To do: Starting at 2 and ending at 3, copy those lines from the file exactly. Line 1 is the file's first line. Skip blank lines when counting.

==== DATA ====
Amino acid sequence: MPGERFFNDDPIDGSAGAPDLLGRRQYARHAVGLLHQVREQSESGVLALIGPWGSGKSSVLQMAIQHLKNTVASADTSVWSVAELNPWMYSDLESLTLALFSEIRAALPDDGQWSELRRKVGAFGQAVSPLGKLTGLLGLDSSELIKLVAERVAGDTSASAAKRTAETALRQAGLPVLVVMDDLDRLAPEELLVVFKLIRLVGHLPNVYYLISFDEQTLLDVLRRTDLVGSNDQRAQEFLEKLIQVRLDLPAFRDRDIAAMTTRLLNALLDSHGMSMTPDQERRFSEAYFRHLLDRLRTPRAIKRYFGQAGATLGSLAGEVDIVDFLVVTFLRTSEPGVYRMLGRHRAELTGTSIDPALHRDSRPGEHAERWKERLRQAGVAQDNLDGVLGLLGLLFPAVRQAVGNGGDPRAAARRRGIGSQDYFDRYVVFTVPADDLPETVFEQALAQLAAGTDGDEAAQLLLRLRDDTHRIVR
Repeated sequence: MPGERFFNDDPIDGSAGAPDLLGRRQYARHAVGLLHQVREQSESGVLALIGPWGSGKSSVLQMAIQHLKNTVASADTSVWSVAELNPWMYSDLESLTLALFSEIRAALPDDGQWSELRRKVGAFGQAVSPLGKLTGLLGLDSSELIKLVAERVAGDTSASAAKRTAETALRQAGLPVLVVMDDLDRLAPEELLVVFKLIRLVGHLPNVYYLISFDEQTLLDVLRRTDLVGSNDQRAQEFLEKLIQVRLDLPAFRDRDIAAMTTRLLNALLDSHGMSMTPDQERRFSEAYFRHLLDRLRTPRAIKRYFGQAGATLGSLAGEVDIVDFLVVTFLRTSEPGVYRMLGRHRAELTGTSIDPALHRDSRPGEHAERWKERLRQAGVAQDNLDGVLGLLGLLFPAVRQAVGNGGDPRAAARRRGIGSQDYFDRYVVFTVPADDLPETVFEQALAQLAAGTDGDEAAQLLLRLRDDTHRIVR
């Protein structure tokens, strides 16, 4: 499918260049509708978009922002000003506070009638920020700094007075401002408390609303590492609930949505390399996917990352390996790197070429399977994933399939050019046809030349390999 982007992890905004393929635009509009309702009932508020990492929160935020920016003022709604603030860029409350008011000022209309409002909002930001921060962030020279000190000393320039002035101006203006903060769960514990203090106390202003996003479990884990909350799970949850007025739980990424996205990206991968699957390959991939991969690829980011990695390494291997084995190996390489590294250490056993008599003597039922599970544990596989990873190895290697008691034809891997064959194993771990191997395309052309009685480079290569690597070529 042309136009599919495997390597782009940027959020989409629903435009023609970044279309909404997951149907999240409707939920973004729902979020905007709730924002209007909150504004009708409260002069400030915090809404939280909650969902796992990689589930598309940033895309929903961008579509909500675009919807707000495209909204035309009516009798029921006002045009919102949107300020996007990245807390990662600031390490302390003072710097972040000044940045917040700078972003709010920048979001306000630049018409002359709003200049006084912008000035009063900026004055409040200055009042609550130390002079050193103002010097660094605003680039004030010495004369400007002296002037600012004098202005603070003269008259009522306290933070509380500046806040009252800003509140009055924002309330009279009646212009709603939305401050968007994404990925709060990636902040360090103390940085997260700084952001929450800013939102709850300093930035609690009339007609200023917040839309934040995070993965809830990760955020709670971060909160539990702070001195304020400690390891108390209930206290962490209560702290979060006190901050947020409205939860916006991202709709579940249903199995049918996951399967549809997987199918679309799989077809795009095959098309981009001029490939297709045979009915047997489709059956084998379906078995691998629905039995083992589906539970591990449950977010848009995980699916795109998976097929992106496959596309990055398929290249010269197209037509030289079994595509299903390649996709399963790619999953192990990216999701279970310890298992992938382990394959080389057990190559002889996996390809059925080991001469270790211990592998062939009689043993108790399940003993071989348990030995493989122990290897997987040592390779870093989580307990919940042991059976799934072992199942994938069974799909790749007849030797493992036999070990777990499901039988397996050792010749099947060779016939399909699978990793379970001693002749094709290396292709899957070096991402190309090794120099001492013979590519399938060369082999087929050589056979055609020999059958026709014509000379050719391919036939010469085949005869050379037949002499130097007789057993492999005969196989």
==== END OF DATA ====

Repeated sequence: MPGERFFNDDPIDGSAGAPDLLGRRQYARHAVGLLHQVREQSESGVLALIGPWGSGKSSVLQMAIQHLKNTVASADTSVWSVAELNPWMYSDLESLTLALFSEIRAALPDDGQWSELRRKVGAFGQAVSPLGKLTGLLGLDSSELIKLVAERVAGDTSASAAKRTAETALRQAGLPVLVVMDDLDRLAPEELLVVFKLIRLVGHLPNVYYLISFDEQTLLDVLRRTDLVGSNDQRAQEFLEKLIQVRLDLPAFRDRDIAAMTTRLLNALLDSHGMSMTPDQERRFSEAYFRHLLDRLRTPRAIKRYFGQAGATLGSLAGEVDIVDFLVVTFLRTSEPGVYRMLGRHRAELTGTSIDPALHRDSRPGEHAERWKERLRQAGVAQDNLDGVLGLLGLLFPAVRQAVGNGGDPRAAARRRGIGSQDYFDRYVVFTVPADDLPETVFEQALAQLAAGTDGDEAAQLLLRLRDDTHRIVR
């Protein structure tokens, strides 16, 4: 499918260049509708978009922002000003506070009638920020700094007075401002408390609303590492609930949505390399996917990352390996790197070429399977994933399939050019046809030349390999 982007992890905004393929635009509009309702009932508020990492929160935020920016003022709604603030860029409350008011000022209309409002909002930001921060962030020279000190000393320039002035101006203006903060769960514990203090106390202003996003479990884990909350799970949850007025739980990424996205990206991968699957390959991939991969690829980011990695390494291997084995190996390489590294250490056993008599003597039922599970544990596989990873190895290697008691034809891997064959194993771990191997395309052309009685480079290569690597070529 042309136009599919495997390597782009940027959020989409629903435009023609970044279309909404997951149907999240409707939920973004729902979020905007709730924002209007909150504004009708409260002069400030915090809404939280909650969902796992990689589930598309940033895309929903961008579509909500675009919807707000495209909204035309009516009798029921006002045009919102949107300020996007990245807390990662600031390490302390003072710097972040000044940045917040700078972003709010920048979001306000630049018409002359709003200049006084912008000035009063900026004055409040200055009042609550130390002079050193103002010097660094605003680039004030010495004369400007002296002037600012004098202005603070003269008259009522306290933070509380500046806040009252800003509140009055924002309330009279009646212009709603939305401050968007994404990925709060990636902040360090103390940085997260700084952001929450800013939102709850300093930035609690009339007609200023917040839309934040995070993965809830990760955020709670971060909160539990702070001195304020400690390891108390209930206290962490209560702290979060006190901050947020409205939860916006991202709709579940249903199995049918996951399967549809997987199918679309799989077809795009095959098309981009001029490939297709045979009915047997489709059956084998379906078995691998629905039995083992589906539970591990449950977010848009995980699916795109998976097929992106496959596309990055398929290249010269197209037509030289079994595509299903390649996709399963790619999953192990990216999701279970310890298992992938382990394959080389057990190559002889996996390809059925080991001469270790211990592998062939009689043993108790399940003993071989348990030995493989122990290897997987040592390779870093989580307990919940042991059976799934072992199942994938069974799909790749007849030797493992036999070990777990499901039988397996050792010749099947060779016939399909699978990793379970001693002749094709290396292709899957070096991402190309090794120099001492013979590519399938060369082999087929050589056979055609020999059958026709014509000379050719391919036939010469085949005869050379037949002499130097007789057993492999005969196989």